Coming from a Philosophy background, having taught it for a few years at University, been a Schoolteacher at a prep school in England and an English teacher in Japan as well as a teacher trainer, it's a juicy topic you'd think I'd jump at. Over the last couple of days I've had all kinds of arguments develop in my head, but to be honest, I really can't be bothered with it.
I personally feel I'm just sharing my own experience of practice. Having gained a lot from the online community whether through comments, other blogs or articles I naturally feel the urge to share a little in return
I present my practice here, as it unfolds, the successes as well as the failures, wrong turns. I make suggestions and when people write to me, as they often do, or send me videos asking for advice, I give it based on my own experience on what is working for me. If I come across a blog where someone is working on something that I've already achieved or am having some success with, and they are asking for help with it, then I'll perhaps offer some suggestions.
In my profile I state my background, I don't claim to be a Yoga teacher and anyone who receives a post from me is most likely going to click on my name, be redirected here and see who it is that's making the suggestion. Give the readers some respect, they know the difference between me and Swenson say, or an Authorized/Certified teacher and someone who just practices.
In the end it doesn't matter whether you or I want to call it teaching or sharing, are my suggestions useful to you at this time, does it help you at all, if so great, if not, well never mind, sorry I couldn't be more helpful good luck finding some other ideas elsewhere.
I state this on my profile and have since day one,
' I've never been to an Ashtanga, or any other yoga class as there were none nearby. I've learnt from books and videos.'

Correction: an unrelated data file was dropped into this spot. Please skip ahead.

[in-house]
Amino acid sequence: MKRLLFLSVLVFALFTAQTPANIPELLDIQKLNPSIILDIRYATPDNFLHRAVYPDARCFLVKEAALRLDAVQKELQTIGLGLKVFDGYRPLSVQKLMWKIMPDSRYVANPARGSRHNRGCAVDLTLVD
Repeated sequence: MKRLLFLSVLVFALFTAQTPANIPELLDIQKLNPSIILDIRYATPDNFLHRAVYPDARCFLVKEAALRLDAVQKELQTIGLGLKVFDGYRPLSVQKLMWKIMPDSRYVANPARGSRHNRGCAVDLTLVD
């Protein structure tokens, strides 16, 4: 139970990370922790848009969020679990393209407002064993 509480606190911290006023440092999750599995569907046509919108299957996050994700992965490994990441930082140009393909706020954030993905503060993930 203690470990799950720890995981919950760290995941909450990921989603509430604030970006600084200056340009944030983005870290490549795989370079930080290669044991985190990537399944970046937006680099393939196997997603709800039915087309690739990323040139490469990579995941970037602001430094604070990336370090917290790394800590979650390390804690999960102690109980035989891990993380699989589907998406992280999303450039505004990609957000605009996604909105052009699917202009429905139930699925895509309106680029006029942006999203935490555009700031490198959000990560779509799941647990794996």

Actually that's no longer true I went twice to a Mysore Self practice Shala and received a handful of assists. Apart from that my experience is of three years of self reflecting practice, most of which is documented here.
Apart from those two visits, I've learned Primary and Intermediate (and can work through an untidy awkward 3rd) without any assists and adjustments. I bind at the wrist in Mari D and Pasasana and grab my heels in Kapotasana. I come down and back up again in Karandavasana and solo in Supta vajrasanaand, I dropback and come up, I jump back and through straight legged and crossed, half lotus and full. I've learned to do all this without recourse to the traditional means and without receiving any injuries. No pulling, pushing or twisting me into poses by anyone else. And if someone else doesn't have recourse to traditional means either then perhaps they might find that experience useful, or not.
And of course there are a lot of things I don't do that well and I occasionally mix up the order of this and that, starting on the wrong side with Pasmasana comes to mind. But again if you want to check how things are practiced at the moment in Mysore and you don't have recourse to a teacher then you can check out a Kino DVD, I did for my Primary and am for my Intermediate.
Of course they can see the difference between their body and my own, and make their own decision whether they want to ask me for advice or follow any suggestion I make. There's a lot of advice out there on the Internet, you can be pretty sure of mine that anything I suggest I've at least tried it.
Call it teaching if you want and maybe the tone does gets a bit unintentionally teachy/preachy (amused by that thanks YC :) especially when I'm talking about the less well known Vinyasa Krama, but I still consider it just sharing, ideas and experience.
In the end I'm just some guy with a blog, rambling on about his practice